But one wage freeze and an unadvertised rapid economic transformation later, voters realised they wanted their leaders on a tighter leash. They wanted them to have to work harder, and more consensually, to get their own way. Which is what MMP delivers with its minority or coalition governments, its requirements to consult and its generally slower pace of change.

Referendums are very blunt instruments and support for MMP in the 1993 one came at least in part from people voting against politicians rather than for a change in the voting system.

Plus, of course, for anyone younger than 32, two-tick voting is voting. So why would we ditch it? Because MMP has flaws which undermine the legitimacy of our parliamentary system.

Nicolls gives examples such as the ability for MPs like Gordon Copeland to abandon their parties, switch allegience and still be an MP; or those like Rick Barker who lose a seat but still get back into parliament – and even cabinet – on a party list. Although this also allows MPs to enter parliament when standing in an unwinnable seat, as Katherine Rich has in Dunedin North.

If that is justified by the sanctity of the party list, then what about Mike Ward and Catherine Delahunty? Both Greens and both higher placed on the list than Russel Norman, yet both pushed inelegantly aside when Nandor Tanczos’s early retirement offered the co-leader the chance to get to Parliament in time for some pre-campaign publicity.

All these inconsistencies create unfairness, though not so much as the threshold rule itself.

Under MMP a party must win 5 per cent of the party vote or an electorate seat. A win in an electorate, where the party scores lower than 5 per cent, still gets a proportionate top-up. So Rodney Hide’s win in Epsom gave Act two MPs even though the party won only 1.5 per cent of the party vote.

By comparison, in 1996, the Christian Coalition won 4.33 per cent of the party vote, a hair’s breadth from the magic threshold. But it failed to win in any electorate – so bad luck, no MPs.

There are two issues. Firstly, is the 5 per cent threshold too high? The commission that recommended MMP preferred 4 per cent, but the two major parties argued for a higher threshold. Those fears have proved unfounded. In fact, as much as MMP has delivered a more diverse Parliament, only one new party (Act) has broken in since the switch to MMP. The others have all been created around a sitting member.

But is the electorate threshold too low? In Germany, a party must win three electorates before qualifying for list seats. Adopting a three-electorates or 5 per cent criterion at the 2005 election would have seen five parties able to get in list MPs.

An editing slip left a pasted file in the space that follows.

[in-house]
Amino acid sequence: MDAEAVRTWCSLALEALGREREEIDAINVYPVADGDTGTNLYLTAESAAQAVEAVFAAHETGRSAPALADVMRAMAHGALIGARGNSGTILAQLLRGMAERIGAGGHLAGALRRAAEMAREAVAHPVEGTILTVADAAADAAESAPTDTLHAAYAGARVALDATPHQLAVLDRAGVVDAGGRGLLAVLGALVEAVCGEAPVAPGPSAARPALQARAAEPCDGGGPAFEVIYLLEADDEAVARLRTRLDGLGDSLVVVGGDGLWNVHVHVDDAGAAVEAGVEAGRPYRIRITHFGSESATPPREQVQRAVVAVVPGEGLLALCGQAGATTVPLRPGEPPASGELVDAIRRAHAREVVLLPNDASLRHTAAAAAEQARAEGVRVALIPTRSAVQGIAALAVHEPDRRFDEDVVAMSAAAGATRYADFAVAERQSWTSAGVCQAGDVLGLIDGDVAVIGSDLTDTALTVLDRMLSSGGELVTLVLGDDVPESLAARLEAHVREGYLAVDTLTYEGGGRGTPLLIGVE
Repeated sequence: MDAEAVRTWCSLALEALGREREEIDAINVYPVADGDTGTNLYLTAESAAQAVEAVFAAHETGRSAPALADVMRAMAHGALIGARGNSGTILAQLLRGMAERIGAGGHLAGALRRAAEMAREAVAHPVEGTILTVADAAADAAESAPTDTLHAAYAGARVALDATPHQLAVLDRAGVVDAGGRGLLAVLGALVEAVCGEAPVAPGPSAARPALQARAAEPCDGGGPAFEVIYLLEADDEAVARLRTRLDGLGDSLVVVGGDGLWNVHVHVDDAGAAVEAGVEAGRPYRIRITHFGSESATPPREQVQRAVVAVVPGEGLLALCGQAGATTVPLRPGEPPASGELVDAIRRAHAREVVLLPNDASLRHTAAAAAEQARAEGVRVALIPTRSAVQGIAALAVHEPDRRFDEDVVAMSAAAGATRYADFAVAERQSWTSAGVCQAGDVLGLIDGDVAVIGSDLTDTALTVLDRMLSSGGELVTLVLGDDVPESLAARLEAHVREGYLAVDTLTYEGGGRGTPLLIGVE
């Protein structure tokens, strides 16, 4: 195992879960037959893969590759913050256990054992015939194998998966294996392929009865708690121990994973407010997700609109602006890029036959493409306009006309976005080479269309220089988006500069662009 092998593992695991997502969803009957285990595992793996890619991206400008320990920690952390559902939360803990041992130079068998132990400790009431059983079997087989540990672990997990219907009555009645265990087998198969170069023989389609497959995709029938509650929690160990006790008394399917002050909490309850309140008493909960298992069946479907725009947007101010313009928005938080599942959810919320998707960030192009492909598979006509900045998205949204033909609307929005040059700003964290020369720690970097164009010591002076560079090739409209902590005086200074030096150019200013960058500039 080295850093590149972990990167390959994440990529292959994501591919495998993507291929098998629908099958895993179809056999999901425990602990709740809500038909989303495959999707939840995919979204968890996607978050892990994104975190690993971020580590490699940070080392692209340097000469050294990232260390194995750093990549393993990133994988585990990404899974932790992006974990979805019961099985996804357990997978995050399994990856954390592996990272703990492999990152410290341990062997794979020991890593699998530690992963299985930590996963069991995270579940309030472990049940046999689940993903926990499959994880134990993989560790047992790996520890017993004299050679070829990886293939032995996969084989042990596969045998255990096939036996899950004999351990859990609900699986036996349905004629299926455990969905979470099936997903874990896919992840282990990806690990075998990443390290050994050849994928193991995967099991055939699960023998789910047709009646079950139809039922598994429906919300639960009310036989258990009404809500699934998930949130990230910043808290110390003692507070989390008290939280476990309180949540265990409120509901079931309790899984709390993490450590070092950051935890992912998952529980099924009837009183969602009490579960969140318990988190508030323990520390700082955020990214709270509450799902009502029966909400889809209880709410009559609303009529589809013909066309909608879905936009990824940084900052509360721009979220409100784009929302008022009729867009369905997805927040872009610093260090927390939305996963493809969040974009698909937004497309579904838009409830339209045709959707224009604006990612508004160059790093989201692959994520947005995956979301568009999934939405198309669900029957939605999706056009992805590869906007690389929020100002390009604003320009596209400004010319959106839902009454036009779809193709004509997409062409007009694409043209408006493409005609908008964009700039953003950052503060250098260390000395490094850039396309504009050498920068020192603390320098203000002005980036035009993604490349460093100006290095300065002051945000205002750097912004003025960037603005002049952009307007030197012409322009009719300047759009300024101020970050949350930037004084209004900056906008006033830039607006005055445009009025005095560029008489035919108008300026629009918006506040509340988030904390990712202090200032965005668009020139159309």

United Future and Act would have been restricted to Peter Dunne and Rodney Hide. As Jim Anderton couldn’t bring in a list MP under current arrangements, the Progressives would have been unaffected. Since none of those three parties attracted more than 2.6 per cent of the party vote, is that an unfair result?

And then there is the Maori vote. Last election, the Maori Party won 2.12 per cent of the party vote and four electorates, hence it has four MPs. This coming election it may win more electorates even though polling indicates its party vote will be no higher.

Since the number of Maori seats grows in accordance with the number on the Maori roll, it is entirely possible that over time this disparity between the number of MPs elected and the party’s proportion of the party vote will grow. That will mean a larger and larger over-hang and the leading party will need to garner not 61 votes to govern, but 63, 64, 65. Is this what we want?

These are all valid issues in need of debate. But they do not fit the yes-no format of a referendum. Nor do they provide evidence that MMP itself is beyond repair.

What they point to is the need for a considered review of the electoral system. Learning the lessons of the Electoral Finance Act, this should be conducted in a non-partisan way with a clearly stated purpose of seeking greater fairness.

In the spirit of fairness, perhaps such a review should also look at the Prime Minister’s prerogative to set the election date. Or the length of the political term; four years might be more productive.

The problem is that these changes require MPs to vote against their own interest. History tells us MPs don’t do that. Which is why a simplistic question in a referendum is so appealing. It looks as if something substantive is being done, even if it isn’t.

But concerns about MMP’s peculiarities are genuine and a more considered review would be more constructive.

I agree a considered review if not instead of, at least before, a referendum would serve us better than the blunt instrument of for or against vote in isolation.